Liner notes to The Day Before Wine And Roses by Pat Thomas

A few days ago, my friend Steven Roback and I were playing a rock and roll quiz game. He said, "Name five concerts that you wish you were at." I quickly listed Woodstock, The Who at Fillmore East '68, Dylan at Royal Albert Hall, Fairport Convention with Sandy and Richard… and then I stopped for a moment… "The Dream Syndicate on KPFK Radio." Steven replied, "I was at the show, in fact the entire Rain Parade was there, Green On Red, everybody was there." Wynn told me later "Yeah, that's true. All the Bangles, I think even REM was there."
Playing their first show in January 1982, by September of that year-when this radio show was recorded-the band had quickly risen to the top of the heap of the Los Angeles music scene. Soon they would record and release The Days Of Wine And Roses album.
For myself, living 3000 miles away on the other side of America, it wouldn't be until August of 1983 that I would first hear the strains of Sure Thing and Some Kinda Itch on my local college radio station. But on first listen I was hooked. There was a power and beauty to their work that was as much influenced by the free jazz of Ornette Coleman as the Velvets and Crazy Horse. Karl Precoda would squeeze as much feedback out of his cheap Kay guitars as possible, often leaving them in a heap by the side of the stage. When I later asked Karl why he switched from Kays to a hollow body Gibson, he said, "Man, on that first cross country tour we destroyed all of the Kays. They couldn't handle it."
Let's look at the nine songs bottled inside of this five-inch silver disc. Among the highlights are Some Kinda Itch which is transformed from a fast frenzied jam into a slow, perverse epic of music seduction. Followed by a cover of Buffalo Springfield's Mr. Soul and into a blistering Sure Thing-the first three songs produce a unique metal orgasm between the band and the listener. But just when you thought the climax was over, you get Dylan's Outlaw Blues and an early skeletal version of John Coltrane Stereo Blues called Open Hour. JCSB has often been described as a Doors-like jam. Well, it's time to tell you that the song was not inspired by the Doors at all, but by their Elektra label mates, The Butterfield Blues Band. I discovered this while listening to the title track of Butterfield's classic East/West album. Wynn confirm this: "That's right. I was taking acid and playing that song over and over, then I started working on my song." While JCSB is a masterwork in its own right, Open Hour owes a courtesy thanks to Mike Bloomfield. When You Smile has always been a wonderful thing-like Van Morrison says on Jackie Wilson Said, "I'm in heaven when you smile." So am I when listening to this version. Donovan's Season Of The Witch pumps your ears for all they're worth before the final assault of The Days Of Wine And Roses. Here the band pulls out all the stops, playing together with all the finesse and delicate balance of a jazz combo.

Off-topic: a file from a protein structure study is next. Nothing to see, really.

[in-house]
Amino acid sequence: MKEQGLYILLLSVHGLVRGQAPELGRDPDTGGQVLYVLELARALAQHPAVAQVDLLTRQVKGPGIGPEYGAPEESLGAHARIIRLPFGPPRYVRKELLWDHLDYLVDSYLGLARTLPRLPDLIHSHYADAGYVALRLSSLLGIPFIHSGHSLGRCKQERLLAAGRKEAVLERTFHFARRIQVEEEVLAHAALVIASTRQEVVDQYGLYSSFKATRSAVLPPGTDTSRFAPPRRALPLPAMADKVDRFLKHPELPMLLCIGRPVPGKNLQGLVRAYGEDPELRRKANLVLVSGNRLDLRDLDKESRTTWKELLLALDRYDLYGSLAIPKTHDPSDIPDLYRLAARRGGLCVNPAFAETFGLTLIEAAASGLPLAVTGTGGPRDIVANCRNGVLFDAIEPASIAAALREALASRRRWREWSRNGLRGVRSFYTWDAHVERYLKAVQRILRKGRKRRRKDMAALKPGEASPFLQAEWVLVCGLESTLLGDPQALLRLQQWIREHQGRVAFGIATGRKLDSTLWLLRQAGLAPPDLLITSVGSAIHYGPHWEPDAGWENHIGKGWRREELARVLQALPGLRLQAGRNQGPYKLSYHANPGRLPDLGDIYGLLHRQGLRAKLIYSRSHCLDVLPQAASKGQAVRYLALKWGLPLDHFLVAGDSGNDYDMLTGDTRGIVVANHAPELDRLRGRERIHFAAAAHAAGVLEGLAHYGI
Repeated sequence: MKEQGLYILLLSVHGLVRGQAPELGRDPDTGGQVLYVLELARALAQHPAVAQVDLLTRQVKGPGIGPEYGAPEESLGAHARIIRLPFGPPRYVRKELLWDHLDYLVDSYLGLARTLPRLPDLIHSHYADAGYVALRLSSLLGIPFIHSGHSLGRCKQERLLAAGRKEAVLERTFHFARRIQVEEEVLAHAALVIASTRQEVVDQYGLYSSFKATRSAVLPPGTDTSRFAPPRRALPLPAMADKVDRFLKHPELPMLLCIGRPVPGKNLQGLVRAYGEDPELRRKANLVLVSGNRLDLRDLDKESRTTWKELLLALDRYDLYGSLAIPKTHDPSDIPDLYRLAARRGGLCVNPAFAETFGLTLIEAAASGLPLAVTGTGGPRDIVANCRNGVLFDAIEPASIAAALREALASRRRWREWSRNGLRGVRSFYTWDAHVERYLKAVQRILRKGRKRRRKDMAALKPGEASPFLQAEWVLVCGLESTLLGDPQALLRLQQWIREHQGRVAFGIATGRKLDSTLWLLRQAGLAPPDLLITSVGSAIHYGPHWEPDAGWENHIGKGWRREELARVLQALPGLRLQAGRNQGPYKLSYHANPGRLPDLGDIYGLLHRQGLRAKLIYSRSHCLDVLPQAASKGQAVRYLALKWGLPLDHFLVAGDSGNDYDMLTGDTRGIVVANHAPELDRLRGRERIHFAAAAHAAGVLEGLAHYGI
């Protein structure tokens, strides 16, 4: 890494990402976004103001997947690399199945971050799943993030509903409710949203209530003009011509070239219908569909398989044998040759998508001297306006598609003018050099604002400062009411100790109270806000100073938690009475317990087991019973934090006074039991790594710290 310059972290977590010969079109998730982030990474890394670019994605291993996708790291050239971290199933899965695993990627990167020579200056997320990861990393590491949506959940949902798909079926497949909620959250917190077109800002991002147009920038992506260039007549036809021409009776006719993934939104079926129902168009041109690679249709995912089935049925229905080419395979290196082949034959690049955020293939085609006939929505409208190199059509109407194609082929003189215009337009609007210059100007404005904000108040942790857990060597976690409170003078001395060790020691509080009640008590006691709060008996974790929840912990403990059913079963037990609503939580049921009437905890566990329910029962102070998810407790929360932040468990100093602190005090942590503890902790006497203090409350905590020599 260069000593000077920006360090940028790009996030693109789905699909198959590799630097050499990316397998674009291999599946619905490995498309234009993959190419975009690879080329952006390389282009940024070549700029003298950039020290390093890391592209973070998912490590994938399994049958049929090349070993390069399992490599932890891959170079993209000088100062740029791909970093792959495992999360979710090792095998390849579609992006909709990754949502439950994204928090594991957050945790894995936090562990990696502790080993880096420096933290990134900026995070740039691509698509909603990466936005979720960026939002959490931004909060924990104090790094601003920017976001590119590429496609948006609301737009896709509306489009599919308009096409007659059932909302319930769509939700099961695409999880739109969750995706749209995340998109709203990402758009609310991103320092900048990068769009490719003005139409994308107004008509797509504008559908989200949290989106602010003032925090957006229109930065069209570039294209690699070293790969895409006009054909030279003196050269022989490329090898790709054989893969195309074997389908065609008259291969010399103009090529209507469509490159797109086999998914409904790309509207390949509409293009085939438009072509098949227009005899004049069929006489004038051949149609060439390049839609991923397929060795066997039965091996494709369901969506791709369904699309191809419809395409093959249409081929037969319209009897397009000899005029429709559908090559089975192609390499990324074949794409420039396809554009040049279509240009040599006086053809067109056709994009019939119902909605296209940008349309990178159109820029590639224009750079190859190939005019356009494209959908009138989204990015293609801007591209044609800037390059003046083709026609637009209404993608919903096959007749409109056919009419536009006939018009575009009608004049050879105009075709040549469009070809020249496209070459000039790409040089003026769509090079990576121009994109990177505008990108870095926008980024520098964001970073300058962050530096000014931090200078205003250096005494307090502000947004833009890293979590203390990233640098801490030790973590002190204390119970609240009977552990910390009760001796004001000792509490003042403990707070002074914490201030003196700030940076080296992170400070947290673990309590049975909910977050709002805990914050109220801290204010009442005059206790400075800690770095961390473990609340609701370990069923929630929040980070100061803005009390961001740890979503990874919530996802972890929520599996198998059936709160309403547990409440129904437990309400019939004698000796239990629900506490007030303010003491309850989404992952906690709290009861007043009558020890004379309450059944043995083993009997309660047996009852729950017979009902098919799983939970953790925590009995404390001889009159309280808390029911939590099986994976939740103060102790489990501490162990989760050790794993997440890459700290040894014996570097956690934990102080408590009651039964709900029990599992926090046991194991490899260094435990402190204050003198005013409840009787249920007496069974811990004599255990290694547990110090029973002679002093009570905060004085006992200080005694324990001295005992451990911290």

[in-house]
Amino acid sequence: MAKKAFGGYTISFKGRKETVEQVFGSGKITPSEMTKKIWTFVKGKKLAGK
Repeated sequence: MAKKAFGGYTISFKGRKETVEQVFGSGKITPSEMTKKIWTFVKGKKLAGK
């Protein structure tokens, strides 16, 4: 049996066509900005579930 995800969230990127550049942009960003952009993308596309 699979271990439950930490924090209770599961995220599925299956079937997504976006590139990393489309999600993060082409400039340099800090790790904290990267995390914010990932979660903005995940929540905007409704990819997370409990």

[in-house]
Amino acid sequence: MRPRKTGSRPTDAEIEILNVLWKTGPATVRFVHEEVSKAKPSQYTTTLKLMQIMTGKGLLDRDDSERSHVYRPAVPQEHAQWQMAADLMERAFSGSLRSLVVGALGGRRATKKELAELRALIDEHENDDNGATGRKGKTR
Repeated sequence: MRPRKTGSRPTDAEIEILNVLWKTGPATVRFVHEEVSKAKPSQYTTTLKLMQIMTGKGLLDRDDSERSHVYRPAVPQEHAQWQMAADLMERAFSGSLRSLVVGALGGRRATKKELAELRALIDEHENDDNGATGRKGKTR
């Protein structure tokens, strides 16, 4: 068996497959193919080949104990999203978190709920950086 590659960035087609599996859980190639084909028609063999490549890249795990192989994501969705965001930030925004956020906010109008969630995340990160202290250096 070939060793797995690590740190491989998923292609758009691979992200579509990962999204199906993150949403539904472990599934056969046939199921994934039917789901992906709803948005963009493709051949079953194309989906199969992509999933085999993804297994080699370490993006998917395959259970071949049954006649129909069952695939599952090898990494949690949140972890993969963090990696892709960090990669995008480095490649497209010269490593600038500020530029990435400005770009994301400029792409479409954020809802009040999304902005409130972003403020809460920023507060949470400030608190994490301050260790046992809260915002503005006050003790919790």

If asked what appealed to me most about the Dream Syndicate when I heard them, I would have to say-most of all-it was contemporary. Here and now. It was music made by my peers. As I write this, I'm two weeks away from the end of being a "twenty-something." In my teens I worshiped at the temple of The Who, Led Zep, Cream, etc. Those were not real people-they were fantasies. The Dream Syndicate was real. You could track them down. Talk to them before and after the show. Meet them for a beer. The music on this CD stands like a statue, tall and proud. A monument of another time, another place. This is/was the music of my generation. For years, I wished I was at this show. With the miracle of modern technology, now I'm there.
March 26, 1994

photo of The Dream Syndicate by Violet Szilvas

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